SAN FRANCISCO--The construction of the mammoth international
terminal at San Francisco Airport was slowed by El Nino rainstorms
earlier this year, but airport officials expect to make up the time
and meet the projected opening date of May 2000.
"We're a little behind because of El Nino, but we'll accelerate
certain phases of the construction to bring us up to date," said
airport spokesman Ron Wilson.
The $2.4 billion project will add a 24-gate terminal across the
front of the existing horseshoe-shaped airport terminal layout. The
result will be a doubling of the size of the airport, which is the
fifth largest in the U.S. and the seventh largest in the world, and
an increase in the number of international gates from 10 to 24.
International traffic is expected to fuel much of SFO's growth
in the future. Today, the airport handles about 40 million
passengers a year, 15% of whom are on international flights. But by
2006, an estimated 51 million passengers are projected, 22% of them
The new gates will accommodate the largest aircraft in operation
today, 747-400s, and larger aircraft of the future. "The gates are
being constructed so they can be expanded or reduced to handle 600-
and 700-passenger planes being designed now by Boeing and Airbus,"
Passengers arriving and departing SFO this year and next face an
often bewildering array of new roadways and detours along U.S.
Highway 101, which is being widened and reconfigured at the airport
entrance. There can be as many as four to five changes a day in
roadway configurations to accommodate construction crews that are
building new on-ramps, off-ramps and frontage roads. However,
Wilson said "the construction has not been a hindrance" to travel
to the airport because builders are careful not to close lanes
during peak hours. "We've designed the terminal project so that any
work that restricts vehicular movement occurs at night," he
Several other projects are under way simultaneously. One is the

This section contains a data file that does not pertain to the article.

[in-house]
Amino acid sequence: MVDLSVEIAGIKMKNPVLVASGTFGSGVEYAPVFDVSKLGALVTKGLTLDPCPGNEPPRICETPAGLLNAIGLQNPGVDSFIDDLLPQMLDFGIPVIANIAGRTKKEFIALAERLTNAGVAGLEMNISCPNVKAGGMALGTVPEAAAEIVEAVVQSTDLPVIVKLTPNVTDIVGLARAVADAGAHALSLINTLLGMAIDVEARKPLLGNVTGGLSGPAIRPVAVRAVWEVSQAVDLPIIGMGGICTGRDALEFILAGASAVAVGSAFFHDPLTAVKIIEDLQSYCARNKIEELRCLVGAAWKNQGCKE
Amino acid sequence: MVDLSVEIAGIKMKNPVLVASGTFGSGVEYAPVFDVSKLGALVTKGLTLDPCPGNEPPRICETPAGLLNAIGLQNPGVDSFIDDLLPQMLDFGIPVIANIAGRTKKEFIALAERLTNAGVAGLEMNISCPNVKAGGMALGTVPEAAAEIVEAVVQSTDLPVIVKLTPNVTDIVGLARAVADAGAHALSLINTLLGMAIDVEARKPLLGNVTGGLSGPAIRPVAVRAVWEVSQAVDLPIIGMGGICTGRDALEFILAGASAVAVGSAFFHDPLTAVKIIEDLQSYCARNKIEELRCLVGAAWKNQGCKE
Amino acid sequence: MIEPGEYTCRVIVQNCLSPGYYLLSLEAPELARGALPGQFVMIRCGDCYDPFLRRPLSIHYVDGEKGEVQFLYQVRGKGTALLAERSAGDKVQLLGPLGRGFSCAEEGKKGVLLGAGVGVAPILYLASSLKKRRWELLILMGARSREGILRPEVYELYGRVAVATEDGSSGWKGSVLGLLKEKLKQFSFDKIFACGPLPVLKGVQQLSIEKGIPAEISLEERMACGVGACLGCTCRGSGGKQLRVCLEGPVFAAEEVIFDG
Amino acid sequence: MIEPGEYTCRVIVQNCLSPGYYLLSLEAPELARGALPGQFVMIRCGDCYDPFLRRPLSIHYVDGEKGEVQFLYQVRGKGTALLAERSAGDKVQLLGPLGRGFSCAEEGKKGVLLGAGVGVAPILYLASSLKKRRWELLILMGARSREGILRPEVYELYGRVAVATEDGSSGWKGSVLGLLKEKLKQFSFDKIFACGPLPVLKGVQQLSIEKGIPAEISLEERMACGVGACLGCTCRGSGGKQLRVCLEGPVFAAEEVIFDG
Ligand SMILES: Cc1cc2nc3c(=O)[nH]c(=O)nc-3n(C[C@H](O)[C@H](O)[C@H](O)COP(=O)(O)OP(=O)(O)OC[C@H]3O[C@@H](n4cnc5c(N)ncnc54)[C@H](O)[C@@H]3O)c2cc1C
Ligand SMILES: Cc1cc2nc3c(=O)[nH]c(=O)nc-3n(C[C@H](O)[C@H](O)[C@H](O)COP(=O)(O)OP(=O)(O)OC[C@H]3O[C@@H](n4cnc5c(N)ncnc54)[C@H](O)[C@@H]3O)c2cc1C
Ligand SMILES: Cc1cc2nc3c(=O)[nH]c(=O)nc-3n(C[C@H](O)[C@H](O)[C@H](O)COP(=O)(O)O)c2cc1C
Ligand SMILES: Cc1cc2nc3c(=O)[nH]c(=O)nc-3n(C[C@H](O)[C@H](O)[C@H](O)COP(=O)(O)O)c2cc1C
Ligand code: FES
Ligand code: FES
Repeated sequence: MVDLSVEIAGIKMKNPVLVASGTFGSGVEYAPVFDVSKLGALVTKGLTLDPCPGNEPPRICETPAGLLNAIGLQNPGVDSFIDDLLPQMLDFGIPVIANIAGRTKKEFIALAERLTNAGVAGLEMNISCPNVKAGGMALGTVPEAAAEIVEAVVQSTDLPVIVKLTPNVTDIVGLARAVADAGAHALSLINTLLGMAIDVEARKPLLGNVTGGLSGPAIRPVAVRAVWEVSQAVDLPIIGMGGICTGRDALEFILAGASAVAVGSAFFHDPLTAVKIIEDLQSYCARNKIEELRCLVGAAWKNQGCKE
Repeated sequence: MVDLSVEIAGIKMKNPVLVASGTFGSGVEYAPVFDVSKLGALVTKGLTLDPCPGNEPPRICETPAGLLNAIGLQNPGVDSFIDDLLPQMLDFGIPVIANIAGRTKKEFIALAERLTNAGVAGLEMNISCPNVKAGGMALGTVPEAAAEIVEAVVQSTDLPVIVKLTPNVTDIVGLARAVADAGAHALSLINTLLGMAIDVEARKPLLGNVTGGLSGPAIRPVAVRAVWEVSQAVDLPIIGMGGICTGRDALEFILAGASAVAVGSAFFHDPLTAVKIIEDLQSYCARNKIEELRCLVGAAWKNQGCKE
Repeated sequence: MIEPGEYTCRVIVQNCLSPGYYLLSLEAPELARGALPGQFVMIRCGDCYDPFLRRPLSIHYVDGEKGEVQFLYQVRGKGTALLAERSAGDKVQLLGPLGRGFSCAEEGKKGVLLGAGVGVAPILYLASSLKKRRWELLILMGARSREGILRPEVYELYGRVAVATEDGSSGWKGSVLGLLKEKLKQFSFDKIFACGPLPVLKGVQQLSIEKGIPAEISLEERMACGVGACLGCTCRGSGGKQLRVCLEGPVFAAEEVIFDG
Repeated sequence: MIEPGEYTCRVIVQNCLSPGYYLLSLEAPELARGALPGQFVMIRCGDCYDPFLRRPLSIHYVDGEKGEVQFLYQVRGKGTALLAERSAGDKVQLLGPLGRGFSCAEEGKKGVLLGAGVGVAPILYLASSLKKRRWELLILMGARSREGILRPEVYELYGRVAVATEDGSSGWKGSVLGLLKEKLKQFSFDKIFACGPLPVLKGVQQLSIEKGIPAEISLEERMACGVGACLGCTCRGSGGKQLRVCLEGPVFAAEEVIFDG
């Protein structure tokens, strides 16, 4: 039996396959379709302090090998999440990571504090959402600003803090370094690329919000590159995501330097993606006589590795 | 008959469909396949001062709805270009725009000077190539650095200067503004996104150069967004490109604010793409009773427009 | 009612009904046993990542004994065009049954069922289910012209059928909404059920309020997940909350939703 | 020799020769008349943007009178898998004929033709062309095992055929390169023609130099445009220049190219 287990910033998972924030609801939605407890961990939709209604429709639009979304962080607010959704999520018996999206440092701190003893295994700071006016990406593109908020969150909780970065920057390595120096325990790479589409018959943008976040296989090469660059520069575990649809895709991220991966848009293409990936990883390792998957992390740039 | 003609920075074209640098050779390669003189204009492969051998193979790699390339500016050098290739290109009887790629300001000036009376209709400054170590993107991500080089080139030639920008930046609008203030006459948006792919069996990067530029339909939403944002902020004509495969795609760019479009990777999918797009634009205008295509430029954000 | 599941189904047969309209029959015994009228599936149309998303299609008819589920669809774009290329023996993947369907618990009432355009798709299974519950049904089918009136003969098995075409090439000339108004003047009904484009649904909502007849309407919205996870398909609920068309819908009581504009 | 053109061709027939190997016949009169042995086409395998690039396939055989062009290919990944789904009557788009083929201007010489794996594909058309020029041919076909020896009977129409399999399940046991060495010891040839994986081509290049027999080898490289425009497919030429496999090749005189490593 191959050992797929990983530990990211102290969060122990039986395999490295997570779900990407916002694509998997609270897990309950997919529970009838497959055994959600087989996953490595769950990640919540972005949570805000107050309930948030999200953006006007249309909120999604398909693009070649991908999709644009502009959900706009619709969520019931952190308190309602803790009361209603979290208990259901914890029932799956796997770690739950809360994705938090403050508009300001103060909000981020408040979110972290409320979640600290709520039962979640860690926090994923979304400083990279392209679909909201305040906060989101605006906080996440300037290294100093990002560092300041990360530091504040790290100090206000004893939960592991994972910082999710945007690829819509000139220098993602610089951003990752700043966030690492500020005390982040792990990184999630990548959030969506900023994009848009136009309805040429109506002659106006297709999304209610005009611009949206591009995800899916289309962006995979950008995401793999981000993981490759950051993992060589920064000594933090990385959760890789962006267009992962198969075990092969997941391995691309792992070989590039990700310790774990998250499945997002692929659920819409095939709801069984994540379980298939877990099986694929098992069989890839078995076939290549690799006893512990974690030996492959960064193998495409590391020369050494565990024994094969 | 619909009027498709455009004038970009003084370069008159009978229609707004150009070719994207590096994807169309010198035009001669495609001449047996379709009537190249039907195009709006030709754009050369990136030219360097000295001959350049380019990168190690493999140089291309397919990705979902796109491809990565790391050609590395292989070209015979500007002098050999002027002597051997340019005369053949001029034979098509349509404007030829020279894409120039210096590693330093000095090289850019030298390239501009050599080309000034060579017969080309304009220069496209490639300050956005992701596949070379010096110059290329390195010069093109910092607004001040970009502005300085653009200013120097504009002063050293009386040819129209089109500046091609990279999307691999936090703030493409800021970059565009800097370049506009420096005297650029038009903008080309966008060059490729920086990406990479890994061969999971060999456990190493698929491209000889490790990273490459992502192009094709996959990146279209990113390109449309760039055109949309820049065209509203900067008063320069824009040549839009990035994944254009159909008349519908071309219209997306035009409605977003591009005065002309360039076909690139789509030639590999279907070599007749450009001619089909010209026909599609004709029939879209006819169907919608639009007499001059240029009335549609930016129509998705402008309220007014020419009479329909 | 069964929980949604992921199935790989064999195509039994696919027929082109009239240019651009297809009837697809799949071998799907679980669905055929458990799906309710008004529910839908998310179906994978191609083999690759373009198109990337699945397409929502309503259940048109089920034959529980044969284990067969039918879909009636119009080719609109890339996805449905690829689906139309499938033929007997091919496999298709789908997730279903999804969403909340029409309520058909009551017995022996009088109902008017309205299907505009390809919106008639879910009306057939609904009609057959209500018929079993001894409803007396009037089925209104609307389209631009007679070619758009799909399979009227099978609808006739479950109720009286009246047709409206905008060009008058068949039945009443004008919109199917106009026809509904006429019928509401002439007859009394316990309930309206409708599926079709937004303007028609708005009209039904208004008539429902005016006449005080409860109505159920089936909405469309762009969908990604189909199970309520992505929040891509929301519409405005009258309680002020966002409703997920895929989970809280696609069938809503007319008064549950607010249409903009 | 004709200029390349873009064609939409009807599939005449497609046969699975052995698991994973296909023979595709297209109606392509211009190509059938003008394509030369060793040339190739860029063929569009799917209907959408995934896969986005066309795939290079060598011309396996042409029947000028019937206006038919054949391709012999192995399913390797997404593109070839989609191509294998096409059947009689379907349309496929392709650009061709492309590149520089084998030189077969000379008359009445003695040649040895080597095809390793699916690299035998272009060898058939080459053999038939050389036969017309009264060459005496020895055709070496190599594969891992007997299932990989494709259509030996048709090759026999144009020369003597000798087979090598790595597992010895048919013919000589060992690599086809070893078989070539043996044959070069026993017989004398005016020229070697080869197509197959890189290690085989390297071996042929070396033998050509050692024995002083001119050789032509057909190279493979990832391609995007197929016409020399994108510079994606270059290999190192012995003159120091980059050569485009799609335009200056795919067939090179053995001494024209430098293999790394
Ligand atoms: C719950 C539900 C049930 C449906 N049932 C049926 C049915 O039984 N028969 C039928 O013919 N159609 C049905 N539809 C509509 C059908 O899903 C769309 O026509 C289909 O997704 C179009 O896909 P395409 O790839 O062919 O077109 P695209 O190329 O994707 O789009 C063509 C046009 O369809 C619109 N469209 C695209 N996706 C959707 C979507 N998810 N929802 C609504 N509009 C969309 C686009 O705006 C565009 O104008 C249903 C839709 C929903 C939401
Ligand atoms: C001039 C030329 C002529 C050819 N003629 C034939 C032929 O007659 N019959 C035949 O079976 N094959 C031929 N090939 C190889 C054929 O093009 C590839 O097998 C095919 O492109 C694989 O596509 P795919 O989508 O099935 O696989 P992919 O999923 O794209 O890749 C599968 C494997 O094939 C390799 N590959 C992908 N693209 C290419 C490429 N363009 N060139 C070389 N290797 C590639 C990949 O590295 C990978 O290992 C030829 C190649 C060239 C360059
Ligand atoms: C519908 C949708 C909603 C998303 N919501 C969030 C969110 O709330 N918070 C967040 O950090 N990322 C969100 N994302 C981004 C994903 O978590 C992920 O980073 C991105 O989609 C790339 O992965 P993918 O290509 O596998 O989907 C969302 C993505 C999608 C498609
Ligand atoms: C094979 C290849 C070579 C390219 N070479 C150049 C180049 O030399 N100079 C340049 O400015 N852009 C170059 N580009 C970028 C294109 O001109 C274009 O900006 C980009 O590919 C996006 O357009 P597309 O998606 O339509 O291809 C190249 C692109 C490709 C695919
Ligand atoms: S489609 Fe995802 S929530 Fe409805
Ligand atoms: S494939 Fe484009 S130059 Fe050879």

construction of a light rail system that will link all four
terminals, a new rental car facility, parking garages and the
United maintenance facility. The system is projected to start
rolling at the end of 2000.
The rental car facility just northwest of the airport is slated
to open this November. Shuttle buses will carry arriving passengers
on the five-minute ride to the facility, located on a frontage road
off U.S. Highway 101. "To reduce congestion at the airport, with
each car rental company operating its own shuttles, there will be
just one bus for all the companies" at the facility, Wilson
Also under construction is a much-anticipated station for Bay
Area Rapid Transit (BART), which received necessary approvals and
financing for an extension from its Colma/Daly City station to SFO.
That project is not expected to be completed until 2002. When
completed, passengers will be able to travel from downtown San
Francisco on BART to the airport station at the international
terminal. If they are traveling on a domestic flight, they would
transfer by taking an escalator one flight up to the light rail
system, which will carry them to one of the three domestic
The light rail system eventually will extend to the only on-site
hotel at the airport. That property is planned for a portion of the
site of the former Airport Hilton, which was torn down earlier this
year to make room for new on-ramps and off-ramps from U.S. Highway
101 to SFO. The airport has started the bid process to allow
developers to construct a 500-room, high-rise hotel at the entrance
to the airport. Wilson estimated that a hotel could open at the
site by the end of 2002.
Other projects in the works are the construction of two parking
structures, one of them on the north side and one on the south side
of the airport entrance, to accommodate 3,000 vehicles.